In the 1760s, the Al Khalifa and the Al Jalahima sections of the Bani Utub tribe migrated from Kuwait to Qatar's northwest coast and founded Az Zubarah despite hostilities between them. Because the Bani Utub had important trading connections with Kuwait and were close to the rich oyster banks, Az Zubarah became a thriving center of trade and pearling. In response to attacks on Az Zubarah by an Omani shaykh who ruled Bahrain from Bushehr in Iran, the Bani Utub of Kuwait and Qatar, as well as some local Qatari tribes, captured Bahrain in 1783. The Al Khalifa claimed sovereignty over Bahrain and ruled it for several years from Az Zubarah. Most of the Al Khalifa migrated to the more desirable location of Bahrain and established a shaykhdom that endures to this day. The presence left in Az Zubarah meant initially that the Al Jalahima branch of the Bani Utub could lead Qatar, with their leader, Rahman ibn Jabir Al Jalahima, earning a reputation as one of the most feared raiders on the surrounding waters. It also meant that with the economic decline of Az Zubarah, the peninsula would once more become a relative backwater. With no dominant local ruler, insecurity and rivalry characterized tribal relations. Settled tribes built walled towns, towers, and small forts to keep raiding beduin at bay.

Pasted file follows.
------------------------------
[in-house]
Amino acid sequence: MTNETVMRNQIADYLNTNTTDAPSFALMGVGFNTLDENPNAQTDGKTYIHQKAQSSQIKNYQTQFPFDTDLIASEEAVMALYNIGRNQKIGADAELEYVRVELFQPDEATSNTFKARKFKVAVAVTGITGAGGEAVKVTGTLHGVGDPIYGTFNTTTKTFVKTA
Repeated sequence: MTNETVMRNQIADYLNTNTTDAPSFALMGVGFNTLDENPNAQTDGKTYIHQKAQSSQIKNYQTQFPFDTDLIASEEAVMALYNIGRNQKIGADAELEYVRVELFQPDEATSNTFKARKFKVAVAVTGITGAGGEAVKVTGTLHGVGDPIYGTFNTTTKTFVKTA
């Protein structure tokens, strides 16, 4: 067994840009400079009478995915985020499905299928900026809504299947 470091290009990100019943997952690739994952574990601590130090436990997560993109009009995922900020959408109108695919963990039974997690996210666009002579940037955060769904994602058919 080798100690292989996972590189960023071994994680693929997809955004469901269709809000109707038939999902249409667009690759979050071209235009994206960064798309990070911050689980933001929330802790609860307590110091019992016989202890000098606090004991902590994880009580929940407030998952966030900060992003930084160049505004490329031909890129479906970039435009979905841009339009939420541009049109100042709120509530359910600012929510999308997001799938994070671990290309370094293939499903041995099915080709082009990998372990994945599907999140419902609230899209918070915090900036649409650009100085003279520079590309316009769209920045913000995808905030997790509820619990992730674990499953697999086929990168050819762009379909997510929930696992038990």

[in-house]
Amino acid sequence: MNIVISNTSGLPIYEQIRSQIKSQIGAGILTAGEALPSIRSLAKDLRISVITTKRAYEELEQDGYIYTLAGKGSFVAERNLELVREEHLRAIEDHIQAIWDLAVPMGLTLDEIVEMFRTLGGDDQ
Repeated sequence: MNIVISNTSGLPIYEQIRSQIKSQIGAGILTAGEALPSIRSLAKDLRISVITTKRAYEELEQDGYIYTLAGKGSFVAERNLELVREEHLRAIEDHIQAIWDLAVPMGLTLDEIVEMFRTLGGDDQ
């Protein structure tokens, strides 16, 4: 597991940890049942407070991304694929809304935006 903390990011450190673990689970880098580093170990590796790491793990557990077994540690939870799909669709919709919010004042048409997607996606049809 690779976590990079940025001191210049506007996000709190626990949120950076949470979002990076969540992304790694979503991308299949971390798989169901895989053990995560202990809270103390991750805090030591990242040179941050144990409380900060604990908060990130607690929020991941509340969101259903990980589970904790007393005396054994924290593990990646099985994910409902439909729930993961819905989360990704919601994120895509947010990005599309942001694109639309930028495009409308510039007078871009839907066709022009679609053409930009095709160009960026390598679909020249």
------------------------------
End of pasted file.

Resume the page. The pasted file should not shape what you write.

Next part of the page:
Zubarah has only the fort left as any remnant of its heyday. The fort itself is a stark contrast to the flat landscape that surrounds it. It has been rebuilt to the way it would have looked using archeologists and antiquity specialists. There is a gate that surrounds the fort, however, there is a small home of the "gate-keeper". He is a pleasant elderly gentleman and he would be happy to let you in and let you explore on your own.
Al Zubara is a tiny little fort in the desert in North-west Qatar. In case you are lucky you will be the only one at this lovely place, since it is not so popular among tourists. Note the three palm trees standing in the middle of nowhere.
Just sit down, listen to the wind and the pigeons clapping their wings, and think about how life in a fort like this could be like 50-60 years ago, far from everything. Amazing!
Zubara fort, an hour ride accross the nearly deserted pensinsula, will conjur up memories of French Foereign Legion. It is not as old as old as it looks, only 70 some years, but is in every way an older, very traditional Arabian design. Inside is a small Museum about the abandoned city, the ruins of which are below the fort on the beach. Not a bad beach.. Great spot for a picnic.